- "Che Guevara and Debussy to a disco beat" – Ernesto "Che" Guevara (1928-1967) was a Marxist revolutionary born in Argentina who became a major figure in the Cuban Revolution of Fidel Castro. (His visage has become such a commonplace symbol of the counterculture that it's now a virtual cliché.) Claude Debussy (1862-1918) was a French composer, one of the leading figures of the impressionist movement (though he himself apparently disliked having the term "impressionist" applied to his own work). Both Guevara and Debussy may be viewed as revolutionaries in their respective realms. Their juxtaposition and association with a "disco beat" has often been interpreted—rightly or wrongly—as the Pet Shop Boys' own encapsulization of their musical style and ambitions.
It should be noted that, in July 2016, the track's co-producer Trevor Horn reminisced to interviewer Chris Payne that he had provided the inspiration for this line. While working together, Neil had apparently asked him, "What are you doing next, after this?" to which he replied, "I'm going to put Debussy to a disco beat." In return for using his words, the Boys awarded Horn a compositional co-credit (and its associated royalties) for the single's b-side, "The Sound of the Atom Splitting."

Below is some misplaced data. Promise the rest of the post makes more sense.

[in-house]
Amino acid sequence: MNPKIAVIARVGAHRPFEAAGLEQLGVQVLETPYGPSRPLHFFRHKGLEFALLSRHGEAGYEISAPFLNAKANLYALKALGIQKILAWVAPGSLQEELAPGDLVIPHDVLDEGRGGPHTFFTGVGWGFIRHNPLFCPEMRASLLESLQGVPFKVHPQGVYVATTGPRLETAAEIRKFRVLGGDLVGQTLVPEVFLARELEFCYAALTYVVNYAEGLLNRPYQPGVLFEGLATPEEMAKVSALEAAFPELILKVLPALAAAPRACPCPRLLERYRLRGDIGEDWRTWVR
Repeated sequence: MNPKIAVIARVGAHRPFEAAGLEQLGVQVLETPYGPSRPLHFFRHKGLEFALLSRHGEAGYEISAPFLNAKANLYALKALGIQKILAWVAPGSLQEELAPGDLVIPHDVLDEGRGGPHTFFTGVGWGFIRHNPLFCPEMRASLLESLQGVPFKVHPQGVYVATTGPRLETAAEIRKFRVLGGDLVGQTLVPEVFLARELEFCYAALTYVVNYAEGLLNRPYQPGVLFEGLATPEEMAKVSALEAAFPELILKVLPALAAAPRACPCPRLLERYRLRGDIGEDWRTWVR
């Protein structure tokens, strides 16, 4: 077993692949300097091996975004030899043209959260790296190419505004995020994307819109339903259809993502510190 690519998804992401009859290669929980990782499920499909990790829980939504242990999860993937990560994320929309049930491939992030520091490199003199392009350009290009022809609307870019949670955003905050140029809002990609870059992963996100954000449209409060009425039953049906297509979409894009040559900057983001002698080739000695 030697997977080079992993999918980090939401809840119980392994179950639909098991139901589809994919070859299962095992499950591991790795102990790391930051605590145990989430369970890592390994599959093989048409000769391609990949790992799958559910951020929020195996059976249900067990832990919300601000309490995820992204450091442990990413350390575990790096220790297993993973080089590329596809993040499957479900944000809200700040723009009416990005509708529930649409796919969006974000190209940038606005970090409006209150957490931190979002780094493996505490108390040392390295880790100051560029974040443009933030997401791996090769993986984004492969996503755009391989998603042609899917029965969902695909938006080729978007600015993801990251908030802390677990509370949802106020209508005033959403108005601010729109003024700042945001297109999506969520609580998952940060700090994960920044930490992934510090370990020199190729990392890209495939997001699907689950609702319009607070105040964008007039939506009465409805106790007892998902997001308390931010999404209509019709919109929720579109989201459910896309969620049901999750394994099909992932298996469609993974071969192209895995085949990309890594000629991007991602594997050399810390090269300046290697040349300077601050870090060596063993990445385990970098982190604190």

- The "Disco Mix" (by Robin Hancock) of this song takes a cue from that same line to insert a few brief measures of a clearly Debussy-esque orchestral sequence immediately afterward. The quoted segment almost certainly comes from about two-thirds of the way through one of Debussy's most famous compositions, the 1894 Prélude à l'après-midi d'un faune ("Prelude to the Afternoon of a Faun").
- In all likelihood it's completely coincidental, but it's an interesting coincidence nonetheless: this song's opening line, "I get out of bed at half past ten," echoes the refrain of the classic 1915 British music-hall parody number "Burlington Bertie from Bow," the narrator of which also boasts of his habit of not getting up until 10:30 in the morning. ("Thirty" of course provides a delightful rhyme with "Bertie.") It was famously performed by Julie Andrews in male attire in her 1968 film Star!
- Mixer: Trevor Horn and Stephen Lipson
- Album version (8:17)
- Available on Introspective
- 7" Mix (4:47)
- Available on Discography, Essential, and the Further Listening bonus disc with the Introspective reissue
- Album version (8:17)
- Introspective Version - Edit (4:23)
- Available only on a rare 1988 U.S. vinyl promo
- Mixer: Robin Hancock
- Disco Mix (11:29)
- Disco Mix Edit (4:53)
- Mixer: Shep Pettibone
- Device Mix (7:38)
- Shep Pettibone Mix (9:23)
- Mixer: Frankie Knuckles
- Frankie Knuckles Royal Piano Mix (8:20)
- Available on the 2015 two-CD set House Masters: Frankie Knuckles
- Frankie Knuckles Royal Piano Mix (8:20)
- Mixer: Tim Weidner
- Live Concrete rendition (8:34)
- Mixer: Stuart Price
- Pandemonium CD live version in medley with "Closer to Heaven" (5:40)
- "Super" Version (title uncertain and length not yet available)
- Apparently a studio recording of the arrangement of the song used for the Super Tour
- Released on a bonus CD accompanying the limited-edition 2017 hardback publication Annually
Official but unreleased
- Mixer: Frankie Knuckles
- Frankie Knuckles Royal Piano Dub (6:39)